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Pickup Routing Question

Discussion in 'Pickups & Electronics [BG]' started by CosmoReverb, Dec 21, 2012.

  1. (Whoops. I originally posted this in the general "Bass" forum. I probably should've posted it here first.)

    Here's a weird question that I was wondering if I could get y'alls opinion on. I had an idea hit me earlier today and I was wondering if anyone has ever done a passive control scheme as described below and what you cats thought the feasibility/usability of it would be?


    So first of all forgive the image I just needed something for illustrative purposes and the quickest thing I had handy was a quick sketch I made a year or two ago of an idea I had for a Lace Alumitone loaded, headless version of the old Fender Performer design. Obviously this idea would work better without the 24 fret neck and the pickup brand is a bit distracting. My question is just about the theoretical control setup illustrated, not about the specific details shown.

    The idea is just for a bass with two standard Jazz pickups and an additional humbucker at the neck. The Jazz pickups route through a blend knob and the humbucker routes through its own volume pot and then the blended output of the 'buckers pot and the Jazz's blend pot then go to a 3-way toggle and then to the tone -> master volume -> output.

    So what do you guys think of that. Has anyone ever produced a bass utilizing a similar setup? I've never come across one but it seems too obvious to not have been attempted. Seems like it would give a pretty wide tonal range in a not-too-complex setup. Is it technically feasible? Is it overkill? Would it yield far more unusable results than it would interesting ones? Thoughts?
  2. sharp8874


    Jan 10, 2011
    Never seen that setup would definatly work well! It could get some cool pickup blends for sure!
  3. ctmullins

    ctmullins fueled by beer and coconut Supporting Member

    Apr 18, 2008
    MS Gulf Coast
    I'm highly opinionated and extremely self-assured
    I like it. For that much tonal flexibility, I wouldn't bother with a tone pot. And that scheme doesn't really offer any advantage over three volumes - in fact, with the toggle switch in the middle position, I believe it's electrically equivalent - except that the toggle switch allows quick changes (and some folks like blend knobs, I hear).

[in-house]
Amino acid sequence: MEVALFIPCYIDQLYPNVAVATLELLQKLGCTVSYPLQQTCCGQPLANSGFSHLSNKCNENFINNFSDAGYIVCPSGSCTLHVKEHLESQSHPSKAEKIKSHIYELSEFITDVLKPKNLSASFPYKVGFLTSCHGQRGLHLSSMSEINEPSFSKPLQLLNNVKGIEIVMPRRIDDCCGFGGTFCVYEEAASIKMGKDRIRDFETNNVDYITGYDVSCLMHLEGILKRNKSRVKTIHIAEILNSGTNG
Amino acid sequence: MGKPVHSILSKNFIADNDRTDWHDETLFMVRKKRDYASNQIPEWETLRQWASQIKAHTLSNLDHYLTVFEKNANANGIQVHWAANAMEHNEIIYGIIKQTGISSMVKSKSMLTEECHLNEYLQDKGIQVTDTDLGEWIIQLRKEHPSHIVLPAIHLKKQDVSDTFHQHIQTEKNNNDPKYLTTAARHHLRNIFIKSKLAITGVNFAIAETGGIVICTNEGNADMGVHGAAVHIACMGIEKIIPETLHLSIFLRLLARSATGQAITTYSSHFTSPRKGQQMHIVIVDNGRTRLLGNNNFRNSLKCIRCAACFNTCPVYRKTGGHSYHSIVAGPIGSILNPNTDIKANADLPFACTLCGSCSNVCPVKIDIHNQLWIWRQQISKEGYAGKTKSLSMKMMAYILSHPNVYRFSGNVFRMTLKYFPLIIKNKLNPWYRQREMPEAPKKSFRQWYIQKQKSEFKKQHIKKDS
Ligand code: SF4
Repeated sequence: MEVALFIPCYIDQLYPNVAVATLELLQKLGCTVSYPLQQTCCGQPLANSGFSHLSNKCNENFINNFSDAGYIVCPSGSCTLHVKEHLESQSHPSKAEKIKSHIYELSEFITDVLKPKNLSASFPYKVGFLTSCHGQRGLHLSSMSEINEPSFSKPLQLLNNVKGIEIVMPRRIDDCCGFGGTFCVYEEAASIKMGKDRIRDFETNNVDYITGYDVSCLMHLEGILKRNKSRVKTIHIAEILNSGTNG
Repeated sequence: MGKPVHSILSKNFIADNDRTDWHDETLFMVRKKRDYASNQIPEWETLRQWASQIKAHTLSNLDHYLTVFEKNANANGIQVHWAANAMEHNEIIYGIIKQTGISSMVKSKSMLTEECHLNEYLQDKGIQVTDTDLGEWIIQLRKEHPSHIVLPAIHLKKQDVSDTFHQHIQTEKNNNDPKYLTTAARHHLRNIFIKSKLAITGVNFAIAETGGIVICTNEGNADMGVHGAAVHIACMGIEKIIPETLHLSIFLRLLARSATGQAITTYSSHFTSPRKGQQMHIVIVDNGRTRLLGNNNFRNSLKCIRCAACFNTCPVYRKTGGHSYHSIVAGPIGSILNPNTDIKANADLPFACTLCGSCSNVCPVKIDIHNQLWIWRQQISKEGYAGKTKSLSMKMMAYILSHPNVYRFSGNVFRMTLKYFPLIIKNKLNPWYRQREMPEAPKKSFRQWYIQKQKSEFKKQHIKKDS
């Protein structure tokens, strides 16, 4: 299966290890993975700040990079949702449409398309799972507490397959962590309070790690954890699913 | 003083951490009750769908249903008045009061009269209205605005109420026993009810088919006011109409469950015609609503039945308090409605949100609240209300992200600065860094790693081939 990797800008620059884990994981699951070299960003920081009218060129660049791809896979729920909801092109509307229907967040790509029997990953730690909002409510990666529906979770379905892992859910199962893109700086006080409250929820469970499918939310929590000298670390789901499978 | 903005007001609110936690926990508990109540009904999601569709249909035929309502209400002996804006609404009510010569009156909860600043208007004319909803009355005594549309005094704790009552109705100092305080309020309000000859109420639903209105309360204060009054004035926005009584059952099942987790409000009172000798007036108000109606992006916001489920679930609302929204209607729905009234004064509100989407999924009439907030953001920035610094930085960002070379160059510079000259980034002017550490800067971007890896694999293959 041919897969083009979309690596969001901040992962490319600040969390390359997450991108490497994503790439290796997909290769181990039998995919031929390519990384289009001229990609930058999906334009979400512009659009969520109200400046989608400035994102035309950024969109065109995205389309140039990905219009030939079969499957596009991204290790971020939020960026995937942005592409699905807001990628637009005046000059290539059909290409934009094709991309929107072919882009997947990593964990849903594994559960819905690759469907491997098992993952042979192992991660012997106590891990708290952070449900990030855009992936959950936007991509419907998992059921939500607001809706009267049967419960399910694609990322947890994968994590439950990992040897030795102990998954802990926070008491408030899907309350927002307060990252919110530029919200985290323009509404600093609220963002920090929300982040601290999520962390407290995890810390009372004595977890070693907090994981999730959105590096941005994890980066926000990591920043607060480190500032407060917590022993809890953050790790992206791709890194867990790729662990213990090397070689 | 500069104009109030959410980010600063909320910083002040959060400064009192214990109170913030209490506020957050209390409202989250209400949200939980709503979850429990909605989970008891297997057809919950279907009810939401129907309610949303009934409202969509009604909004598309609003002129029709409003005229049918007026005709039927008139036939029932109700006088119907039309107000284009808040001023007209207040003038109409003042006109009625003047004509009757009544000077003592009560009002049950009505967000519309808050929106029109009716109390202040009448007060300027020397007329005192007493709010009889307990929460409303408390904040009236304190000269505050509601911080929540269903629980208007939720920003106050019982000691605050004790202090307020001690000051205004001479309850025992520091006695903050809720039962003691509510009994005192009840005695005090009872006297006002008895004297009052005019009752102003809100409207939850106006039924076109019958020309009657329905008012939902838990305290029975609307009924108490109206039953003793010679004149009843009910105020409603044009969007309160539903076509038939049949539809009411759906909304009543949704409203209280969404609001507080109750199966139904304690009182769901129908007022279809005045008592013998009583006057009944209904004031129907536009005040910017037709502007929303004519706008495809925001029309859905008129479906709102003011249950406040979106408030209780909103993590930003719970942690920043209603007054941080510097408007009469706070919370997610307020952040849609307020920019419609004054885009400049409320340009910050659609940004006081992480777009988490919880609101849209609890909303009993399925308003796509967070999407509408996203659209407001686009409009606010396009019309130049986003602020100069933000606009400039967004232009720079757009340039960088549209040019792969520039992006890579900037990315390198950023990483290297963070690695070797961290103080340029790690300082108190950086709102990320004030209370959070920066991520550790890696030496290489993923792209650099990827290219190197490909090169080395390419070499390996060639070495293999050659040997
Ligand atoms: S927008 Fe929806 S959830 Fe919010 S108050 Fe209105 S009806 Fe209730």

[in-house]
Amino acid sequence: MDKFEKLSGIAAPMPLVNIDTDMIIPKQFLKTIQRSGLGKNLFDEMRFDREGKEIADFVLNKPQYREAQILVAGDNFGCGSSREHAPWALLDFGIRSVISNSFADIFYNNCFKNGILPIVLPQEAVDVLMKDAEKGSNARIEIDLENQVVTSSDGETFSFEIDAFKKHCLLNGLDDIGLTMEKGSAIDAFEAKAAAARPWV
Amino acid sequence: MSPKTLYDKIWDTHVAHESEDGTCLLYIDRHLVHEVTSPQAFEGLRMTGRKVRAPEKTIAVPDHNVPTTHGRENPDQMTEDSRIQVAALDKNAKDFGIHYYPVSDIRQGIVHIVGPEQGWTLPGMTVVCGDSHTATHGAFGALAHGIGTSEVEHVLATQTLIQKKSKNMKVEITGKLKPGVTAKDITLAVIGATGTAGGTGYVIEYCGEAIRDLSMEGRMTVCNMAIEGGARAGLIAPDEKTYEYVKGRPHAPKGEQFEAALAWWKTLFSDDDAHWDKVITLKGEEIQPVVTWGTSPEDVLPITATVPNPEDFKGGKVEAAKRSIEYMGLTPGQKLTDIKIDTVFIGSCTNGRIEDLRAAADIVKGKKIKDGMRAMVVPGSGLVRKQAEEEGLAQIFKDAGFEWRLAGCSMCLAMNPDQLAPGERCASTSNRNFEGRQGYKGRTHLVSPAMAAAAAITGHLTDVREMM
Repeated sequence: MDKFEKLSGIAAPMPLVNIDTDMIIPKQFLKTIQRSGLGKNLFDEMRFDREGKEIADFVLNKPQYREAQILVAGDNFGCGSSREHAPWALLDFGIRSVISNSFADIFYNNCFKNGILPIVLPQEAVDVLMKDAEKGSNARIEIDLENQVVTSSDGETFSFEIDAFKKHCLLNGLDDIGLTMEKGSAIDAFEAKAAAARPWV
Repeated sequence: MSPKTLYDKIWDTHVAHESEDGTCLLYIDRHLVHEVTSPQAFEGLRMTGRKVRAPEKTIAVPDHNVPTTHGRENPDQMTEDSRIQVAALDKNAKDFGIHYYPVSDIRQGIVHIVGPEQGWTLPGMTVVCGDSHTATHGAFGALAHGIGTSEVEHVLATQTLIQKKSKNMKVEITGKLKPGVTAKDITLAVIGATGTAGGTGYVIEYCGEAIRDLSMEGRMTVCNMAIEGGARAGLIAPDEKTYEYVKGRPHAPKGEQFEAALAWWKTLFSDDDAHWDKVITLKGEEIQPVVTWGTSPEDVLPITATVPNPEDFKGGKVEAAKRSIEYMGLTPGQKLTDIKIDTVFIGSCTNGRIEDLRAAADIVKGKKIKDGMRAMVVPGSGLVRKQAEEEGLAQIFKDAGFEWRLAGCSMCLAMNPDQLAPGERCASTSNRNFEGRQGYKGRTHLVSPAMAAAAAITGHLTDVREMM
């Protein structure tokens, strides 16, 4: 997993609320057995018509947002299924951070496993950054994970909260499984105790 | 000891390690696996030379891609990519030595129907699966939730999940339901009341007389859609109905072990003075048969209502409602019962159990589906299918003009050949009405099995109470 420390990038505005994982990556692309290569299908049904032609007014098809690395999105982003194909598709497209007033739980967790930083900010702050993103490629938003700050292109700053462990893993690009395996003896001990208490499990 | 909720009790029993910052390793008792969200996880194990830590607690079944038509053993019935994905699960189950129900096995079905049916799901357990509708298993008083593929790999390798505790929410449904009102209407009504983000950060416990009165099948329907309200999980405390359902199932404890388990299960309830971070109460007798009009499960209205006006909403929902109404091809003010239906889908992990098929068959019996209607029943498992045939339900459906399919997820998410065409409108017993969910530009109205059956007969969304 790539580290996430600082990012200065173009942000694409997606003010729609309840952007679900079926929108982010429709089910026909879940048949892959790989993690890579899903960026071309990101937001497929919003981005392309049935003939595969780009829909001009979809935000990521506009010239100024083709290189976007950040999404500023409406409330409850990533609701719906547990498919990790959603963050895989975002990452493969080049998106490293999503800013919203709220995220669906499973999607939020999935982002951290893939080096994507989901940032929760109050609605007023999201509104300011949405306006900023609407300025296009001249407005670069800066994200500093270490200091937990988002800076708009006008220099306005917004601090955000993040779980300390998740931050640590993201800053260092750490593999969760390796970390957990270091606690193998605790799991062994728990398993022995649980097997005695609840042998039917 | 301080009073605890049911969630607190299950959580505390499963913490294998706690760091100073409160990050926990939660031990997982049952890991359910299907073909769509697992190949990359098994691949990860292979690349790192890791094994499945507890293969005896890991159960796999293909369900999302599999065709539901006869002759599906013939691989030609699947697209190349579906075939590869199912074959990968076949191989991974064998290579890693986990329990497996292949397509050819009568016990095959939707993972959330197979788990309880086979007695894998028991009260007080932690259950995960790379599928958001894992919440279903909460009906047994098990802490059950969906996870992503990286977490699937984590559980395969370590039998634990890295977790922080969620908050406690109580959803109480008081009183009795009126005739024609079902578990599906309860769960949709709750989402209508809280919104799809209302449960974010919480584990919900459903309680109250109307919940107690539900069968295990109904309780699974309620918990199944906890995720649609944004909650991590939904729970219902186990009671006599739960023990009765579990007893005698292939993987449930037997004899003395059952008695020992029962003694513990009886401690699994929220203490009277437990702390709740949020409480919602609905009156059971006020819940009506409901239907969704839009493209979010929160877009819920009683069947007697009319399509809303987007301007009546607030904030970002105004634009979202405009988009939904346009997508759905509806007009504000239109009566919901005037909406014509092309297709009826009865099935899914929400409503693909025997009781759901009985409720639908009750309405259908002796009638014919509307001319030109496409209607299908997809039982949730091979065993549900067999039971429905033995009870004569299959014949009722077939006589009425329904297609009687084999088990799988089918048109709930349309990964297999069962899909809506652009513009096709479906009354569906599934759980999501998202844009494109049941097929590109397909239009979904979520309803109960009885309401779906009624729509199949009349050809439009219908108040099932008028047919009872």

But I do like it. I also think it would be cool with the humbucker between the two Js.
  4. Yeah, quick adjustments would be the primary advantage over a 3mix+1master volume knob setup, that and a cleaner control setup on your bass.

    The tone pots were just there from the original design sketch that I was using to illustrate the proposed setup and were just included because I didn't bother to delete them so they were just gravy. I would imagine that some sort of back-end tone adjustment might be desirable though however since I was imagining this as a passive setup and in the further interest of a more streamlined control layout a single tone knob would probably suffice.
  5. Stealth


    Feb 5, 2008
    Zagreb, Croatia
    Actually, the wiring for this shouldn't be too different from the one in a Fender Urge II formerly used by Stu Hamm. It's a J-P-J combination, has a blend for the Jazzes, a toggle for switching between the Jazz blend, the Precision and both, and has a master volume and an active tone stack. The only thing it doesn't have, and you do, is a humbucker volume.


    In your case, you'll need an extra volume for the mudbucker - wire it so the pickup connects to the center lug and the output towards the switch (green wire) connects to the outer lug. That way you'll be able to turn it down a bit without turning down the entire bass - that's what your master volume does.
  6. abemo


    Feb 27, 2012
    Arvada, co
    One thing to keep in mind is the type of humbucker you use. A mudbucker would be a bad idea here, as the overall inductance (please correct me if I'm using the wrong term here, my scientific knowledge of all this is still a bit foggy) will completely overwhelm the jazz pups (30k vs 7-8k). Something like a MM style might match the jazz pups a little better.
  7. Stealth


    Feb 5, 2008
    Zagreb, Croatia
    That is true, the impedance mismatch between the pickups will cause a problem (impedance is calculated from inductance, capacitance and resistance, so you're partially right ;)). I'll explain this using plain DC resistance as it's easy to measure and calculate and is the biggest factor for impedance matching in basses.